Former Bait Dog Sawier Gets a Second Chance

By: David Codr

Published Date: May 20, 2014

SawierSawier is a one year old Pitbull who was used as a bait dog. As a result of this past, he can get over excited and sometimes even aggressive with certain other dogs at the dog park.

When I arrived for the session, I expected a nervous and withdrawn dog – but Sawier showed good body language and confidence. He gave me a good sniff but was responsive when I asked him to give me space.

Frequently when Im called in to work with a dog who has dog aggression, the owners expect that we will go somewhere there are dogs. While I have done that with dogs that had mild aggression a few times, doing so with a dog who has serious canine aggression can be counter productive.

Before you introduce a dog like that to other dogs, its imperative the dog is extremely practiced at good behavior and following the commands and lead of its owner.

One of the most common techniques is to expose the dog to other dogs at a long enough distance so that the dog is able to sit and not fixate on the dogs it sees. For dogs with extreme cases, you may need to start over a hundred yards away. The idea is to find a distance where the dog can observe and practice seeing other dogs while remaining calm.

Parks with walking paths frequented by dog owners are great for this. You can find a secluded distance from the path to practice at, a spot where there aren’t other distractions.

Whenever the dog starts to stare intently at the nearby dogs or gets tense, the owner needs to get the dog to break its focus from the other dog and look to them. I find adopting a word like “relax” or “focus” when offering a meat treat is beneficial for the owners as it describes what both parties need to do.

When delivering a treat for looking away, the dog needs to hear the command word at the same time the reward touches their mouth. I like to repeat the word a few times in a calm voice; “relax, relax, relax.”

Once the dog is able to stay calm at that distance when other dogs are in sight, the next session, the owner needs to move slightly closer to where the other dogs are, then repeating the process. It can take a while, with small, gradual steps. This gives the dog practice at being near other dogs as well as practicing looking to their owner in the same situations.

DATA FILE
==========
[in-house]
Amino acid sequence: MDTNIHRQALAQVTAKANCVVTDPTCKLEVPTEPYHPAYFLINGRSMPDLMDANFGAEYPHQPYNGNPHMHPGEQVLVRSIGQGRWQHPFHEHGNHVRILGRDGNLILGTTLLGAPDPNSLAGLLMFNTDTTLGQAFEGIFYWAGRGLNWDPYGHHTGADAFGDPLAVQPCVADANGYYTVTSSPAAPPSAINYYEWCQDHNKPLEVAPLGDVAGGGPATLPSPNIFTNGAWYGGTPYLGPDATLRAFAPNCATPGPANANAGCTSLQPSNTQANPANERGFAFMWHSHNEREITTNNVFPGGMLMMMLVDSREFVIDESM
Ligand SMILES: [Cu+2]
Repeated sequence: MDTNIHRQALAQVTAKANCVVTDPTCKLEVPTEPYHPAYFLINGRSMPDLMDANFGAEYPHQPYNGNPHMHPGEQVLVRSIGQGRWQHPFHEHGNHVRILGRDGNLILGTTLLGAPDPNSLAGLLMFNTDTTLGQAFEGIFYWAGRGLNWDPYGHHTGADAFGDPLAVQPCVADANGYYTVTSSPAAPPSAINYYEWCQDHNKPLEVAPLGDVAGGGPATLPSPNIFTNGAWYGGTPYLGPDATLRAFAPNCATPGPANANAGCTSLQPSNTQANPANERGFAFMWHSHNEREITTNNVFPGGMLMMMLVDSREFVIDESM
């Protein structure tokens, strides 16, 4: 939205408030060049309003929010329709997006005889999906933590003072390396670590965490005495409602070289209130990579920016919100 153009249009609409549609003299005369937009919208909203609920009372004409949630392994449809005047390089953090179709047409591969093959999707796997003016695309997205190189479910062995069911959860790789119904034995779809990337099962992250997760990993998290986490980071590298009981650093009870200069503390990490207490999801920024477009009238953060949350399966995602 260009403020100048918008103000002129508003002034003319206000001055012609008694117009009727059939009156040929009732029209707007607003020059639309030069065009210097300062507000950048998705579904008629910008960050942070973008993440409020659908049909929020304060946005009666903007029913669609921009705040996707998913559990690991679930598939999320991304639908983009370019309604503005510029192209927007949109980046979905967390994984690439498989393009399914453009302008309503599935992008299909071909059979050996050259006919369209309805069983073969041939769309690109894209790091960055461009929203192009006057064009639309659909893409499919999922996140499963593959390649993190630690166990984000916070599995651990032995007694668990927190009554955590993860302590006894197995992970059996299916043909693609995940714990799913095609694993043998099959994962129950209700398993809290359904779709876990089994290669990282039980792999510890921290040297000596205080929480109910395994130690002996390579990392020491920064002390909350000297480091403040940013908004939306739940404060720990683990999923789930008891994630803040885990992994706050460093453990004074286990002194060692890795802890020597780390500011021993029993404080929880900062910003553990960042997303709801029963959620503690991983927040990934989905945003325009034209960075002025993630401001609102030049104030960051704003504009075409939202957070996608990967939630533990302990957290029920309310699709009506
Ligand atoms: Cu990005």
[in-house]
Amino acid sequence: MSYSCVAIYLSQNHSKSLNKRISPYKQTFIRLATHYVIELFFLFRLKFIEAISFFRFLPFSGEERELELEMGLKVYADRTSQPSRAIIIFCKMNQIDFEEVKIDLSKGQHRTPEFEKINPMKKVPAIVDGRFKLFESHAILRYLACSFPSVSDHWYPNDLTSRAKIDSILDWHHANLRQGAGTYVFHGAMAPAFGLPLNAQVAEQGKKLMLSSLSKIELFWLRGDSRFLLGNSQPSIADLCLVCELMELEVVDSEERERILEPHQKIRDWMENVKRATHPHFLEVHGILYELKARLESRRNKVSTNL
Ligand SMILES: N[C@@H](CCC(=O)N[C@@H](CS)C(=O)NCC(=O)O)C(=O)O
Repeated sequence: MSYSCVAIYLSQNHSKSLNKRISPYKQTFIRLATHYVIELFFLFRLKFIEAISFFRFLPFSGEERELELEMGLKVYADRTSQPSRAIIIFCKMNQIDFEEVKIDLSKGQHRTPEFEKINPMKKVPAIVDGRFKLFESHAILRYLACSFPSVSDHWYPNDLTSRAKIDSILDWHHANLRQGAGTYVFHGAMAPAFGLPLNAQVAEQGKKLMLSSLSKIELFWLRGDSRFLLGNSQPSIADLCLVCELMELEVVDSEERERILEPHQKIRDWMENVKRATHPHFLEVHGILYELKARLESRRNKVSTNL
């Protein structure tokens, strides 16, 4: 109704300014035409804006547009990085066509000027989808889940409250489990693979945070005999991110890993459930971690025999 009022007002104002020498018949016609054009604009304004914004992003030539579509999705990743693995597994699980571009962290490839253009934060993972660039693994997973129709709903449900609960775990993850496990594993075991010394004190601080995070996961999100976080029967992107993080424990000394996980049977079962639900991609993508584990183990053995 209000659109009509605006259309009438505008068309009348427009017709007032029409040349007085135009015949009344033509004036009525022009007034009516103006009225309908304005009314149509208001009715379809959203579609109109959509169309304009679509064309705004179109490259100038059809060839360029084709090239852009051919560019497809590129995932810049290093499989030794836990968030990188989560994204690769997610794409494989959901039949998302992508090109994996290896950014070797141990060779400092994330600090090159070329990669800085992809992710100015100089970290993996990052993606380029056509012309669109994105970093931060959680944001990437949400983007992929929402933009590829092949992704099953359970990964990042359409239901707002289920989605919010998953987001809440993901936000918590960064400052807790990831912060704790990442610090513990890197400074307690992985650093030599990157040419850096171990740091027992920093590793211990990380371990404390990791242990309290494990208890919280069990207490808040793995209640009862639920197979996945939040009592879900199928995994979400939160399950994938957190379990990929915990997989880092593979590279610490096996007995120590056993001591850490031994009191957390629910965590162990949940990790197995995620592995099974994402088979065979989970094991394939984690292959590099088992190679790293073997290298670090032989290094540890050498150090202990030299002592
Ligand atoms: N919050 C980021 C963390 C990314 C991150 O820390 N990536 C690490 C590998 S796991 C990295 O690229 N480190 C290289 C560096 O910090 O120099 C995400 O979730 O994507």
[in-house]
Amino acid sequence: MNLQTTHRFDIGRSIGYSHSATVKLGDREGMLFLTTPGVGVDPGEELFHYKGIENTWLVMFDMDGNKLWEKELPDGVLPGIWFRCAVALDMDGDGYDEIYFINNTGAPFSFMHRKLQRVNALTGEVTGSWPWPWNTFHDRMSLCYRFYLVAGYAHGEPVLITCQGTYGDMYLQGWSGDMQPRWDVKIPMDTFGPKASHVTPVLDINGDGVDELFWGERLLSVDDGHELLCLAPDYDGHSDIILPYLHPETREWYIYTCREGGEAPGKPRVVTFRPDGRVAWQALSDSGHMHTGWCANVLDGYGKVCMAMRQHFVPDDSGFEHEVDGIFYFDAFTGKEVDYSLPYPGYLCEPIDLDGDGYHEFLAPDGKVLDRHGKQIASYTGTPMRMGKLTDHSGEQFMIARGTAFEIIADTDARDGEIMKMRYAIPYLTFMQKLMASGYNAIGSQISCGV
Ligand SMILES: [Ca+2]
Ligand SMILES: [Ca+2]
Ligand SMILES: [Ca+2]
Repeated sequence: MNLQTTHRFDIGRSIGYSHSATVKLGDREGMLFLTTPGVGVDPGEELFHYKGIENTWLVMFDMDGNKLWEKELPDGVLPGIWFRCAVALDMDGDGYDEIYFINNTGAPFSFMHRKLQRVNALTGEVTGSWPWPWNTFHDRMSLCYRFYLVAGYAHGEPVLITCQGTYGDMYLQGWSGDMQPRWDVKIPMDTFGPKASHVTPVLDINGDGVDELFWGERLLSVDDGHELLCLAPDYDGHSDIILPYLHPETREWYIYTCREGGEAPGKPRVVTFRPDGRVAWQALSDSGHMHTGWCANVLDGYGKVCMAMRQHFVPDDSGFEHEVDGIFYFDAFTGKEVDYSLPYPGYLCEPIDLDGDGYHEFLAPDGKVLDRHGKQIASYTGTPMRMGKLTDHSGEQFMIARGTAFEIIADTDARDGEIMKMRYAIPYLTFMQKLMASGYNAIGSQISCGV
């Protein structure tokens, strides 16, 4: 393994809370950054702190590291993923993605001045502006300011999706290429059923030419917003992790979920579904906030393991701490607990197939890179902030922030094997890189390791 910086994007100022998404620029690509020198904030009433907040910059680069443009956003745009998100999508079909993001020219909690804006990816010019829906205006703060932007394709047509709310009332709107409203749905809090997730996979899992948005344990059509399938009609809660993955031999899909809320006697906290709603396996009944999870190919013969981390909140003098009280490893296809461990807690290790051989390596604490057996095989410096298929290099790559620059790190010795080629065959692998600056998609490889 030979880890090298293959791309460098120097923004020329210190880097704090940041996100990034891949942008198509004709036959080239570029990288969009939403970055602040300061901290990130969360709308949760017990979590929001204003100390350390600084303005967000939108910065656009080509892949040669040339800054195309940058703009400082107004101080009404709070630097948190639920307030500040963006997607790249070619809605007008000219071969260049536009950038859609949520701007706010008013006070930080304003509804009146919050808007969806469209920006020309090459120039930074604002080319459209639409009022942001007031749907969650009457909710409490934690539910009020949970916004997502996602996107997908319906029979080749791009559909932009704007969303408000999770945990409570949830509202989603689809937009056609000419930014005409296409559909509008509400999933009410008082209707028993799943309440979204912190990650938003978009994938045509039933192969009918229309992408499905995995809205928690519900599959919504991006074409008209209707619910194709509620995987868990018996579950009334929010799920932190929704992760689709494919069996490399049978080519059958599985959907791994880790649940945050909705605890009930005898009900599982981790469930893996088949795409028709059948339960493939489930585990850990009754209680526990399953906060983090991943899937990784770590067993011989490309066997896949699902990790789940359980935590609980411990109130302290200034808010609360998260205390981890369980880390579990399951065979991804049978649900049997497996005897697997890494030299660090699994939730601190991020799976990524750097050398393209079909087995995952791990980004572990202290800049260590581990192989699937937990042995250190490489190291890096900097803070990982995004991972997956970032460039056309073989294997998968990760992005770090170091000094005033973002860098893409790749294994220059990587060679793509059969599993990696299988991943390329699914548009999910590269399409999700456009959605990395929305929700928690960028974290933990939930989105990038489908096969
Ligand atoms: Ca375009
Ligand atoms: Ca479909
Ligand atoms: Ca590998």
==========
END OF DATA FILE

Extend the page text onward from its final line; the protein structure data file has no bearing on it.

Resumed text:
But before Sawier is ready for that, his owner will need to work on the basics inside their home. I showed them a few exercises to help the dog learn to focus, respect boundaries and rules. But practicing the basic’s sit, come, stay will pay dividends as it lays down the basic framework for the relationship.

To help move things along faster, I also went over some basic communication methods for their owners to use. Combining this new structure with the exercises will help accelerate the process. Once Sawier is consistently responsive to commands and corrections, his owners need to start the whole process over in their back yard.

The added distractions of being outside will make it a difficult step which is why its so important to practice in a controlled environment like a fenced in yard. Once Sawier masters the come and “focus” or “relax” command, then his owners will be able to take the next step and start exposing him to other dogs at a distance.

The good thing about the situation is that Sawier is an intelligent dog with a great personality and medium energy level. As long as his exposure to other dogs comes after mastering the basic “focus” or “relax” commands and the exposure is gradually done, Sawier should become less and less aggressively reactive to other dogs.

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This post was written by: David Codr

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